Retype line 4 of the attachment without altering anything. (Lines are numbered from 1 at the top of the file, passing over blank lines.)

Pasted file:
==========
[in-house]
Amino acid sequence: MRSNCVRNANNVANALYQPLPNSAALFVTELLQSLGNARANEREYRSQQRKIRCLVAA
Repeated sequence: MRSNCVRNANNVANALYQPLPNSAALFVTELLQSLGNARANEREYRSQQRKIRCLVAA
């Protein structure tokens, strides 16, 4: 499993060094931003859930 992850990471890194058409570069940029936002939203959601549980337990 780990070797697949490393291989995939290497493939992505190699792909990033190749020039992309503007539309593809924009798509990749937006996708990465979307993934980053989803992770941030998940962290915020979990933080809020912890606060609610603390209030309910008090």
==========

């Protein structure tokens, strides 16, 4: 499993060094931003859930 992850990471890194058409570069940029936002939203959601549980337990 780990070797697949490393291989995939290497493939992505190699792909990033190749020039992309503007539309593809924009798509990749937006996708990465979307993934980053989803992770941030998940962290915020979990933080809020912890606060609610603390209030309910008090």